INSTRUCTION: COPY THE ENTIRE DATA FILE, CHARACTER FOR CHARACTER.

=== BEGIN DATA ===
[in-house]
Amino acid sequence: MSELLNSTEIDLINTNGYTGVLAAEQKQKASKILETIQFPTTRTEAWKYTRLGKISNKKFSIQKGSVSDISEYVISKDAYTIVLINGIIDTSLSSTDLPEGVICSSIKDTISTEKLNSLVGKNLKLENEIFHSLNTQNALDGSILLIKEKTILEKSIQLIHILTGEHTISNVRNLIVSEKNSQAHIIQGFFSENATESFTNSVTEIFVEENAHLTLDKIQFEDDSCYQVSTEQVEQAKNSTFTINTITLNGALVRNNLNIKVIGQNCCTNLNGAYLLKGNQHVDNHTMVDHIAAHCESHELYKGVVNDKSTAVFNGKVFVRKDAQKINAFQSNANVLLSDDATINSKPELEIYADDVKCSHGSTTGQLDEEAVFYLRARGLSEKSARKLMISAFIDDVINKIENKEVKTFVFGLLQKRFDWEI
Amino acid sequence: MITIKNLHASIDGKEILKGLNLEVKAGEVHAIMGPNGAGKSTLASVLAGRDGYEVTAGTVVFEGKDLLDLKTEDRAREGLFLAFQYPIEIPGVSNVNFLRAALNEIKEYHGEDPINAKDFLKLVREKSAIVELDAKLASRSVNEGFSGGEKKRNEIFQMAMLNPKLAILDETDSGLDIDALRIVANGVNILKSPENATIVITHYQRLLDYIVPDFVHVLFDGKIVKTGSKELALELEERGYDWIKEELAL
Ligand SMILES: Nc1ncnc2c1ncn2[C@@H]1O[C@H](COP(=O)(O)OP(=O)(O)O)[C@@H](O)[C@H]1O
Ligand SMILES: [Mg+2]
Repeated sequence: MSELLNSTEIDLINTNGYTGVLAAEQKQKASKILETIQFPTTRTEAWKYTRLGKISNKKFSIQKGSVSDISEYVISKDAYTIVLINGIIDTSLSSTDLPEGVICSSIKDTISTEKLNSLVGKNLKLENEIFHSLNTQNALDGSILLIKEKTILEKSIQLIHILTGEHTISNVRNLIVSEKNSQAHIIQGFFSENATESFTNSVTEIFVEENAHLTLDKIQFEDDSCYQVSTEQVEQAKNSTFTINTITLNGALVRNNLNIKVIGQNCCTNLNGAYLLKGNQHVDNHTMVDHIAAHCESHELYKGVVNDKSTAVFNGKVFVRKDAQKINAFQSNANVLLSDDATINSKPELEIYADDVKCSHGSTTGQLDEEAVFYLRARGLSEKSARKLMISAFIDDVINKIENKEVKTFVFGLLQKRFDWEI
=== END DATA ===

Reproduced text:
[in-house]
Amino acid sequence: MSELLNSTEIDLINTNGYTGVLAAEQKQKASKILETIQFPTTRTEAWKYTRLGKISNKKFSIQKGSVSDISEYVISKDAYTIVLINGIIDTSLSSTDLPEGVICSSIKDTISTEKLNSLVGKNLKLENEIFHSLNTQNALDGSILLIKEKTILEKSIQLIHILTGEHTISNVRNLIVSEKNSQAHIIQGFFSENATESFTNSVTEIFVEENAHLTLDKIQFEDDSCYQVSTEQVEQAKNSTFTINTITLNGALVRNNLNIKVIGQNCCTNLNGAYLLKGNQHVDNHTMVDHIAAHCESHELYKGVVNDKSTAVFNGKVFVRKDAQKINAFQSNANVLLSDDATINSKPELEIYADDVKCSHGSTTGQLDEEAVFYLRARGLSEKSARKLMISAFIDDVINKIENKEVKTFVFGLLQKRFDWEI
Amino acid sequence: MITIKNLHASIDGKEILKGLNLEVKAGEVHAIMGPNGAGKSTLASVLAGRDGYEVTAGTVVFEGKDLLDLKTEDRAREGLFLAFQYPIEIPGVSNVNFLRAALNEIKEYHGEDPINAKDFLKLVREKSAIVELDAKLASRSVNEGFSGGEKKRNEIFQMAMLNPKLAILDETDSGLDIDALRIVANGVNILKSPENATIVITHYQRLLDYIVPDFVHVLFDGKIVKTGSKELALELEERGYDWIKEELAL
Ligand SMILES: Nc1ncnc2c1ncn2[C@@H]1O[C@H](COP(=O)(O)OP(=O)(O)O)[C@@H](O)[C@H]1O
Ligand SMILES: [Mg+2]
Repeated sequence: MSELLNSTEIDLINTNGYTGVLAAEQKQKASKILETIQFPTTRTEAWKYTRLGKISNKKFSIQKGSVSDISEYVISKDAYTIVLINGIIDTSLSSTDLPEGVICSSIKDTISTEKLNSLVGKNLKLENEIFHSLNTQNALDGSILLIKEKTILEKSIQLIHILTGEHTISNVRNLIVSEKNSQAHIIQGFFSENATESFTNSVTEIFVEENAHLTLDKIQFEDDSCYQVSTEQVEQAKNSTFTINTITLNGALVRNNLNIKVIGQNCCTNLNGAYLLKGNQHVDNHTMVDHIAAHCESHELYKGVVNDKSTAVFNGKVFVRKDAQKINAFQSNANVLLSDDATINSKPELEIYADDVKCSHGSTTGQLDEEAVFYLRARGLSEKSARKLMISAFIDDVINKIENKEVKTFVFGLLQKRFDWEI